18. AlexDTX

    AlexDTX Well-Known Member Supporter

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    There is no disagreement that Jesus experienced emotions. I do not consider emotions to be sin. Jesus wept, but not because Lazarus died, for he knew that Lazarus would be resurrected at his Word. He wept because he has compassion on the grief that his family bore. Yes, he was tempted in all ways without sinning.

    Your question is strange. Are you saying, do I believe we are all born with a sense of personal guilt because we all know in our hearts that we are sinners? If so, yes and no. I believe we all know in our hearts that we are sinners, but I think guilt is something we become conscious of as we get older. Do animals sin? Yes, they do. I believe this is why Israel was commanded to kill every living thing - man and animal- when they entered Caanan. In fact, I believe all creation is permeated with sin (called entropy in physics0 which is why there will be a new heaven and earth in the end.

    Yes, I do, but more as an academic understanding than a practical one. This is the same as Hebrews telling us that the Word of God is sharper than any two edged sword able to divide asunder soul and spirit (Heb. 4:12). I am amazed by the number of people in this forum who think the soul and the spirit are the same thing. So, too, with Jesus, his humanity and his divinity are one. Consider the doctrine of the Trinity. Are there 3 gods? God the Father, God the Son, and God the Spirit? Yes and no. Each person in the godhead has its own identity, but they all make up the one God that is God. Jesus was the exact expression of God in his humanity, and was God before his incarnation, but his incarnation created the second Adam, who was fully human. And it is this human that justifies us and saves us, not the divinity. The Word that became flesh and is divine did not become sin. But the flesh that was the Word did.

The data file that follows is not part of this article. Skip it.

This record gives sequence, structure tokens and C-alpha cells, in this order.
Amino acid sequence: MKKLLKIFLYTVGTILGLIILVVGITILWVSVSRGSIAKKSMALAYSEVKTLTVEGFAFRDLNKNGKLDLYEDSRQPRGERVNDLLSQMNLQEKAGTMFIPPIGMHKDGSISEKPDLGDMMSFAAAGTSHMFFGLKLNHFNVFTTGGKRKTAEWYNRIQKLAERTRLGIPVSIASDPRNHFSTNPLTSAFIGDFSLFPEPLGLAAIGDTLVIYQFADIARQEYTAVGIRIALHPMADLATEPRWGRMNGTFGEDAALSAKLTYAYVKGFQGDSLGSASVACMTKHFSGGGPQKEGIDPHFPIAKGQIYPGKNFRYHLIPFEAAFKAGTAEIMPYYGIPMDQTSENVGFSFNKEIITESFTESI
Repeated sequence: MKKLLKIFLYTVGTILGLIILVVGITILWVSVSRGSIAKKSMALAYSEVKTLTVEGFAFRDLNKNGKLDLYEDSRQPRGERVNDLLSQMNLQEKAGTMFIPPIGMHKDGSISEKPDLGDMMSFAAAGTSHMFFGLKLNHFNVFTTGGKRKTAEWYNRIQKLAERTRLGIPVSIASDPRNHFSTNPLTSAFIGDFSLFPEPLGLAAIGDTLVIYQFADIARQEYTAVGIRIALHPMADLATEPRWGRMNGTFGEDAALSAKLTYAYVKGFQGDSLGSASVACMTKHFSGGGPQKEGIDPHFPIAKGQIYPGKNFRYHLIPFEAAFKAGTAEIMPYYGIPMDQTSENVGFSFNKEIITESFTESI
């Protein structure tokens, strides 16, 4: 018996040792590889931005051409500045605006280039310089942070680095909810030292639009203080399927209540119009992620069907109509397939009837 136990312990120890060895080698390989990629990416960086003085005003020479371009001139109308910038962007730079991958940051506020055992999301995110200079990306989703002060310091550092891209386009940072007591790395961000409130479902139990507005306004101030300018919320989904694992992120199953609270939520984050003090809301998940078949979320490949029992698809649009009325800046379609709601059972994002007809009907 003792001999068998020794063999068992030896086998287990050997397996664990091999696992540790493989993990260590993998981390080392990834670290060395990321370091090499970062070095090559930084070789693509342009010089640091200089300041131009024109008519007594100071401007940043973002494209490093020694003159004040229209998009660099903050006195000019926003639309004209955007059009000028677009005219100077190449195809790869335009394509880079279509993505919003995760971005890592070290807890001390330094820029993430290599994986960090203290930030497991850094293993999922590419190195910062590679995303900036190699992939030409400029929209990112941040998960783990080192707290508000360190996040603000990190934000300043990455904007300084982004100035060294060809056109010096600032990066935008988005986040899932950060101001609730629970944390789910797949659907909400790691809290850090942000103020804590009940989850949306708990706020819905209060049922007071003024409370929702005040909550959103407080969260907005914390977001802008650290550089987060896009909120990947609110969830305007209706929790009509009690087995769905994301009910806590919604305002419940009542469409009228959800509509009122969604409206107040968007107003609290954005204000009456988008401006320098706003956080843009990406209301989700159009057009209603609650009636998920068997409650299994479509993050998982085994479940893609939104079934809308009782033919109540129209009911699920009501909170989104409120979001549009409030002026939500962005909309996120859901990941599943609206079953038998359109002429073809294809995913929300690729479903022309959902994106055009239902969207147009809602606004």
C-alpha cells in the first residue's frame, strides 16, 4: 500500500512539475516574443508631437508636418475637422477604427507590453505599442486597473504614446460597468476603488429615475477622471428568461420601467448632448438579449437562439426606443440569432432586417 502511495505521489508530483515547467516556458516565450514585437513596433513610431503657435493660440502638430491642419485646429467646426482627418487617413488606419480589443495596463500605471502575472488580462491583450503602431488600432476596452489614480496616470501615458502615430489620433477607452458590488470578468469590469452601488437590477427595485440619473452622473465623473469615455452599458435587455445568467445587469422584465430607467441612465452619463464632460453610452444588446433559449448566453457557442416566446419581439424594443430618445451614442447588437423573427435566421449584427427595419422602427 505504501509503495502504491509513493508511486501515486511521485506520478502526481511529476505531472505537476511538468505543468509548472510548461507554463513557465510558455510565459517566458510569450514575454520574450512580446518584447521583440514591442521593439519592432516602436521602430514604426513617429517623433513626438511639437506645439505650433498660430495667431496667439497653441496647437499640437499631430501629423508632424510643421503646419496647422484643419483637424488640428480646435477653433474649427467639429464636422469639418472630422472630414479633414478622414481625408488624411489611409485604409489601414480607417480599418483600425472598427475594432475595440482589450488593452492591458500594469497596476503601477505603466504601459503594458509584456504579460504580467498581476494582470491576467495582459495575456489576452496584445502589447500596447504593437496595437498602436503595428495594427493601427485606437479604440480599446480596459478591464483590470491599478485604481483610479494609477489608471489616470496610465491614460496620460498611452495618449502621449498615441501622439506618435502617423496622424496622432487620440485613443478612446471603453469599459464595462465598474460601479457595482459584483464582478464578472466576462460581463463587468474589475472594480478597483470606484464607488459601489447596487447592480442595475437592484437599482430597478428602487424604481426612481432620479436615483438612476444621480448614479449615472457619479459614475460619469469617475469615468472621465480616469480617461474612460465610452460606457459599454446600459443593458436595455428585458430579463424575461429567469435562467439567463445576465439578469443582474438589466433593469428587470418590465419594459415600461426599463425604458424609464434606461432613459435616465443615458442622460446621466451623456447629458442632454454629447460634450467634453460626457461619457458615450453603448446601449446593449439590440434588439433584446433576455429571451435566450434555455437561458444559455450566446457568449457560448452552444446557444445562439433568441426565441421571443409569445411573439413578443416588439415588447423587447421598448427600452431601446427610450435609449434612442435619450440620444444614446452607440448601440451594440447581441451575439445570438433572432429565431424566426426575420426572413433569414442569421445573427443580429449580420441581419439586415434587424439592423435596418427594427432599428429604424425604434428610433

Of course he did. But as stated earlier, this emotional pain is not sin, nor do I make that claim.

    This is an excellent point. I don't know if this is a biblical command of God in the TANAK or if this is just rabbinic tradition. I will need to research that further. Thank you for bringing this up. This is why I wanted feed back. However, at this point, I still lean towards 21 since that is the third cycle of 7. Creation science points out that the world is made up of a myriad of triads which reflects the Trinity. One thing that you did not bring up, which occurred to me after reading your comment regards the virgin Mary. It is likely that Mary was a mere 13 or 14 years old when the Holy Spirit came upon her to conceive Jesus. God never violates the will of anyone. Her consent indicates that she was of an adult age to agree upon this conception. So your point still stands and I thank you again for making it.
     
  19. AlexDTX

    AlexDTX Well-Known Member Supporter